The latest lithium-ion batteries on the market are likely to extend the charge-to-charge life of phones and electric cars by as much as 40 percent. This leap forward, which comes after more than a decade of incremental improvements, is happening because developers replaced the battery’s graphite anode with one made from silicon. Research from Drexel University and Trinity College in Ireland now suggests that an even greater improvement could be in line if the silicon is fortified with a special type of material called MXene.
This adjustment could extend the life of Li-ion batteries as much as five times, the group recently reported in Nature Communications. It’s possible because of the two-dimensional MXene material’s ability to prevent the silicon anode from expanding to its breaking point during charging — a problem that’s prevented its use for some time.
Silicon anodes are projected to replace graphite anodes in Li-ion batteries with a huge impact on the amount of energy stored,” said Yury Gogotsi, PhD, Distinguished University and Bach Professor in Drexel’s College of Engineering and director of the A.J. Drexel Nanomaterials Institute in the Department of Materials Science and Engineering, who was a co-author of the research. “We’ve discovered adding MXene materials to the silicon anodes can stabilize them enough to actually be used in batteries.”
In batteries, charge is held in electrodes — the cathode and anode — and delivered to our devices as ions travel from anode to cathode. The ions return to the anode when the battery is recharged. Battery life has steadily been increased by finding ways to improve the electrodes’ ability to send and receive more ions. Substituting silicon for graphite as the primary material in the Li-ion anode would improve its capacity for taking in ions because each silicon atom can accept up to four lithium ions, while in graphite anodes, six carbon atoms take in just one lithium. But as it charges, silicon also expands — as much as 300 percent — which can cause it to break and the battery to malfunction.
Most solutions to this problem have involved adding carbon materials and polymer binders to create a framework to contain the silicon. The process for doing it, according to Gogotsi, is complex and carbon contributes little to charge storage by the battery.
By contrast, the Drexel and Trinity group’s method mixes silicon powder into a MXene solution to create a hybrid silicon-MXene anode. MXene nanosheets distribute randomly and form a continuous network while wrapping around the silicon particles, thus acting as conductive additive and binder at the same time. It’s the MXene framework that also imposes order on ions as they arrive and prevents the anode from expanding.
“MXenes are the key to helping silicon reach its potential in batteries,” Gogotsi said. “Because MXenes are two-dimensional materials, there is more room for the ions in the anode and they can move more quickly into it — thus improving both capacity and conductivity of the electrode. They also have excellent mechanical strength, so silicon-MXene anodes are also quite durable up to 450 microns thickness.”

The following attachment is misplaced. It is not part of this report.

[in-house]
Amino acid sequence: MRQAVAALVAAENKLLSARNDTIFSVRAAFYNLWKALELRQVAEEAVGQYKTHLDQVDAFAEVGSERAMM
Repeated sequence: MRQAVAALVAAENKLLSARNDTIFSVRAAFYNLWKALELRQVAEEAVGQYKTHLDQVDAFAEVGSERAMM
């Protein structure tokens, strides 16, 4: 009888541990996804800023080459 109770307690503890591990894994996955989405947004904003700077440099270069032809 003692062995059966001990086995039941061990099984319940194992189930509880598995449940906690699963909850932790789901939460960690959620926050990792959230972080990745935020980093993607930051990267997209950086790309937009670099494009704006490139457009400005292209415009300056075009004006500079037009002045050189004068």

MXenes, which were first discovered at Drexel in 2011, are made by chemically etching a layered ceramic material called a MAX phase, to remove a set of chemically-related layers, leaving a stack of two-dimensional flakes. Researchers have produced more than 30 types of MXene to date, each with a slightly different set of properties. The group selected two of them to make the silicon-MXene anodes tested for the paper: titanium carbide and titanium carbonitride. They also tested battery anodes made from graphene-wrapped silicon nanoparticles.
All three anode samples showed higher lithium-ion capacity than current graphite or silicon-carbon anodes used in Li-ion batteries and superior conductivity — on the order of 100 to 1,000 times higher than conventional silicon anodes, when MXene is added.
“The continuous network of MXene nanosheets not only provides sufficient electrical conductivity and free space for accommodating the volume change but also well resolves the mechanical instability of Si,” they write. “Therefore, the combination of viscous MXene ink and high-capacity Si demonstrated here offers a powerful technique to construct advanced nanostructures with exceptional performance.”
Chuanfang Zhang, PhD, a post-doctoral researcher at Trinity and lead author of the study, also notes that the production of the MXene anodes, by slurry-casting, is easily scalable for mass production of anodes of any size, which means they could make their way into batteries that power just about any of our devices.
“Considering that more than 30 MXenes are already reported, with more predicted to exist, there is certainly much room for further improving the electrochemical performance of battery electrodes by utilizing other materials from the large MXene family,” he said.